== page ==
Without doubt, Vientiane is one of Southeast Asia’s quietest capital cities. Hugging a wide bend of the Mekong River, it looks more like a rambling collection of villages, dotted with a few grandiose monuments, than the engine room of a nation. However, in the mere two decades since Laos reopened its doors to foreign visitors, the city has changed with dizzying rapidity. At the beginning of the Nineties, Vientiane wallowed in an economic stupor brought about by a fifteen-year near-ban on free enterprise and a heavy reliance on Soviet aid. But with the collapse of the Soviet Union in 1991, economic restrictions were relaxed; soon afterwards, Vientiane’s collection of billboards proclaiming the glories of socialism were outnumbered by advertisements for Pepsi, and the hammer and sickle that had been erected atop the abandoned French cultural center was removed. Shop houses that had long been padlocked and disused were opened up and transformed into mini marts and pizza parlous. Now, the city has a shopping mall, a thriving tourist economy, and some excellent places to stay. That said, Vientiane remains quaint and easy-going, and the people have managed to retain their hospitality and sense of humor.
High on the list of any visitor to Vientiane should be Wat Sisaket, the city’s oldest temple, and Wat Simuang, which is the most popular temple with worshippers. Another top attraction is That Luang, Laos’s most important religious building, best viewed at sundown when its golden surface glows like a lamp. Aside from temples and stupas, the museum of Lao art, housed in the former royal temple of Haw Pha Kaew, and the socialist-era Lao National Museum are also worth a visit.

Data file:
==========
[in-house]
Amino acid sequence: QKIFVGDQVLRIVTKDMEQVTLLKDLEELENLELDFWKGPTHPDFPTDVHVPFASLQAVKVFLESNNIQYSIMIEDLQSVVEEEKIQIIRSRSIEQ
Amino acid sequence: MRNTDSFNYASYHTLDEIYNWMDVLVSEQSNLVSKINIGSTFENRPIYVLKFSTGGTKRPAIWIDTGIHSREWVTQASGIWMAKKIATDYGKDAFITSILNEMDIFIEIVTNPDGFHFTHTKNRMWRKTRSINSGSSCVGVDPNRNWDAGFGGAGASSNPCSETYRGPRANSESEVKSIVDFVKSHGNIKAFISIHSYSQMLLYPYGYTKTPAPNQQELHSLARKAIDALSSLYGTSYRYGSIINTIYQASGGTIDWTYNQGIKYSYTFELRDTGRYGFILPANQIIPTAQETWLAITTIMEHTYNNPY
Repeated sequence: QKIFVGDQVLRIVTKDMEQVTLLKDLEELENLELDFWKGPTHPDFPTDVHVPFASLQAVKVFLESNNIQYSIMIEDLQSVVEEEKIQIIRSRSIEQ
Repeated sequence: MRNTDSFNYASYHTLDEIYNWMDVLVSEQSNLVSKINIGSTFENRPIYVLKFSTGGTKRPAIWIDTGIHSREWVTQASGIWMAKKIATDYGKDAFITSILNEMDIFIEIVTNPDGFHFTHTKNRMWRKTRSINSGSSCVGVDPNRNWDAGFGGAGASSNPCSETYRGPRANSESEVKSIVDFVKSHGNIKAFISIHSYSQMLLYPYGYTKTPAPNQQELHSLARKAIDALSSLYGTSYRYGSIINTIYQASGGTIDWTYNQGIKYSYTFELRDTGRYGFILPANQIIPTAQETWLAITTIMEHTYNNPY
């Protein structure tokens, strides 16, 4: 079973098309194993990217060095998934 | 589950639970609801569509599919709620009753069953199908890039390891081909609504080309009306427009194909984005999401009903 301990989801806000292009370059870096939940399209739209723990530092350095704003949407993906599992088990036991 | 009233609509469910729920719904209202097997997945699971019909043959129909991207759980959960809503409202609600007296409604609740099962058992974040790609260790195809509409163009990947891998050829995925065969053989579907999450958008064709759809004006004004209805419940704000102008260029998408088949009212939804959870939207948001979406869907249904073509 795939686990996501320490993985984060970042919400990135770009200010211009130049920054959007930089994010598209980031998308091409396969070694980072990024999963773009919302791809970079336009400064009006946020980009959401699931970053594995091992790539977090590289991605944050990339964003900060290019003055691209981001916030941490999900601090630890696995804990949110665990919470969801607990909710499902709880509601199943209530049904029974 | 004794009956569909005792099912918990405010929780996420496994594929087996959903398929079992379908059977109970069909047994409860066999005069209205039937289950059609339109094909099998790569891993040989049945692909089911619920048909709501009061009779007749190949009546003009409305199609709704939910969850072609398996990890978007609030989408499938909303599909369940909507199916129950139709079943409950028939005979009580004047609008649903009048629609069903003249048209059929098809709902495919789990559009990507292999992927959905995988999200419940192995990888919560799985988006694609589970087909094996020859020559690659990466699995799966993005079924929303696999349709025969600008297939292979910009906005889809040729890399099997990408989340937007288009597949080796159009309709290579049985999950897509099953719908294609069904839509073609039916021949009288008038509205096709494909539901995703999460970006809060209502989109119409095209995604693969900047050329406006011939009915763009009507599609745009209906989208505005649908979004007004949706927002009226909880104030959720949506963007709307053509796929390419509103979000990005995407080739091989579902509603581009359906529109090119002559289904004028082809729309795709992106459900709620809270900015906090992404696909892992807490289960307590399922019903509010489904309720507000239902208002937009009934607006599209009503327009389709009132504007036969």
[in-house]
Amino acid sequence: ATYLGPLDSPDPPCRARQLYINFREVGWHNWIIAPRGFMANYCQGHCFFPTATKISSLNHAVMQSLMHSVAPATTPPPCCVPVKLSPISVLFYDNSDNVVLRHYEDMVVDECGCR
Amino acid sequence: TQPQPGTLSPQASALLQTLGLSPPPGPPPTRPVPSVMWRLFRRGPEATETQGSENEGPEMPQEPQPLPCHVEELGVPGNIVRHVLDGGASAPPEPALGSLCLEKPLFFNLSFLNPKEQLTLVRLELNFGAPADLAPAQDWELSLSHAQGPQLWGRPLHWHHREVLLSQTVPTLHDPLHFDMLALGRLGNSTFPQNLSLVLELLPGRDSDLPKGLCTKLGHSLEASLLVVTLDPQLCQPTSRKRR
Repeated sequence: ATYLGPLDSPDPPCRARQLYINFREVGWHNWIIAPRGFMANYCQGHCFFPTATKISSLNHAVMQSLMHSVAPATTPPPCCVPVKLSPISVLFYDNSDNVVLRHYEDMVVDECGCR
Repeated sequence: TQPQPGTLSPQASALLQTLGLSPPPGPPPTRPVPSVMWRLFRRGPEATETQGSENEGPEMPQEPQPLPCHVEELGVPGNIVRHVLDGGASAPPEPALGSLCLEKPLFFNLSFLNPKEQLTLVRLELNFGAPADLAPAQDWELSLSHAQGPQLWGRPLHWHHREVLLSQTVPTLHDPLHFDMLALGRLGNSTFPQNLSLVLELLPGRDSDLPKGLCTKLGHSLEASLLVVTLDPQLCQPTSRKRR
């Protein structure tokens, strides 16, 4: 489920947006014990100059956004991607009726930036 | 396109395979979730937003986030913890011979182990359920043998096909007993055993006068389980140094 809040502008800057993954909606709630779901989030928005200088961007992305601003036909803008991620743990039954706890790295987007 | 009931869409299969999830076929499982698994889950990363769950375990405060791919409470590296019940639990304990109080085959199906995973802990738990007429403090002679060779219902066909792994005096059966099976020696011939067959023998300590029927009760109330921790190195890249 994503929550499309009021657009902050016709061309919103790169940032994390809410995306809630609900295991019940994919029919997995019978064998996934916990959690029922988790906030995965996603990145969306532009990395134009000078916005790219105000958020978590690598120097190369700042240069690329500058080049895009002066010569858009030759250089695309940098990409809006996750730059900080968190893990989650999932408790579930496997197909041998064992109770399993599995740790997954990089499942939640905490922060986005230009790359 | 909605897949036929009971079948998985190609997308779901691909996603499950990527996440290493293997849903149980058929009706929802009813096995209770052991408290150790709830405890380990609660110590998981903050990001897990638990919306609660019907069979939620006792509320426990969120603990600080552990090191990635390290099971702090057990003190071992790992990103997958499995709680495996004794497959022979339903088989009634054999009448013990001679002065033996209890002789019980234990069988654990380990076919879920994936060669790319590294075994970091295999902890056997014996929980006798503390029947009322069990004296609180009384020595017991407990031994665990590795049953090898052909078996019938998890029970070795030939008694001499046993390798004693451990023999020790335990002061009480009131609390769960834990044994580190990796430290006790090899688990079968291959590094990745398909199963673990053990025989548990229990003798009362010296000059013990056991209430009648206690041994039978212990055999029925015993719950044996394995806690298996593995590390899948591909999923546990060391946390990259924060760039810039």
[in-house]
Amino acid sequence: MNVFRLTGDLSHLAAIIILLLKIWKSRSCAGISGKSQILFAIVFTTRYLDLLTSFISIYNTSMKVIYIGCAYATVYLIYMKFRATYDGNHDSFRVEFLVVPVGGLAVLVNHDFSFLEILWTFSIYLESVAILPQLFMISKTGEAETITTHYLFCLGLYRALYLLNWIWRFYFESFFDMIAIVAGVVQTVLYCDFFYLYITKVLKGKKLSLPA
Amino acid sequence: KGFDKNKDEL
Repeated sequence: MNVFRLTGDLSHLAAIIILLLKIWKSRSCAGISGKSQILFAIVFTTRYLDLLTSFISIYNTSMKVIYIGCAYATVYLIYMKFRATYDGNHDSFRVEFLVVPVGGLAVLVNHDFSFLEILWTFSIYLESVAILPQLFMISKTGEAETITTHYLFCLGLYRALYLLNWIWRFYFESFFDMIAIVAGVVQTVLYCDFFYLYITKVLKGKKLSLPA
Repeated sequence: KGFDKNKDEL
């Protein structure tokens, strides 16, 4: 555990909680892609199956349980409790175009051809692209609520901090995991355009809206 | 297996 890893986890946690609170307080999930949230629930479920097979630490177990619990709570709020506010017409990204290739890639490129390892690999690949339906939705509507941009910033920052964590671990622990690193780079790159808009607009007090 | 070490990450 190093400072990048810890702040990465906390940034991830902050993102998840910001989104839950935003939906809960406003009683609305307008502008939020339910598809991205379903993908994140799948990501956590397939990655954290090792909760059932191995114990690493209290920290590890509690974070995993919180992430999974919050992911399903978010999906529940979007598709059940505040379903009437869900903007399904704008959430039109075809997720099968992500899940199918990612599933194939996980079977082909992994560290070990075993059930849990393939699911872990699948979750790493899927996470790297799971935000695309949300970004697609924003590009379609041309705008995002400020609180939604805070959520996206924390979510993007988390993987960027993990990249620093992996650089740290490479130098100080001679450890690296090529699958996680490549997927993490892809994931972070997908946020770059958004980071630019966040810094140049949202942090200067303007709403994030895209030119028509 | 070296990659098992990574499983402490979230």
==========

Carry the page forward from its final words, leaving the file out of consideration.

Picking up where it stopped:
Two days is enough to see Vientiane’s sights, and if the small-town atmosphere of the capital gets too claustrophobic, there’s plenty to see nearby. The most popular day-trip is to Xieng Khuan or the “Buddha Park”, a concrete-cluttered meadow that’s home to more than 200 Buddhist and Hindu statues, including a 40 m-long reclining Buddha. North of Vientiane, the Ang Nam Ngum Reservoir attracts locals and foreign visitors alike for relaxing weekend retreats, offering hiking and camping and boat trips to small, half-sunk islands. Off the beaten track and a bit more of an effort to reach is the resort of Ban Pako, on the banks of the Nam Ngum River, which offers a rural Lao experience within relatively easy distance of the capital.
Slightly further afield but still within day-tripping range of Vientiane is Vang Vieng, the home of tubing and Laos’s most notorious backpacker hot spot. Set amid spectacular scenery on Route 13, Vang Vieng is a natural wonderland providing the perfect environment for hiking, kayaking, climbing and caving, and is also a convenient stopover en route from Vientiane to Luang Prabang, Laos’s second city. An alternative route to Luang Prabang involves road and river travel through Sayaboury, a remote left-bank province that’s famed for its wild elephants.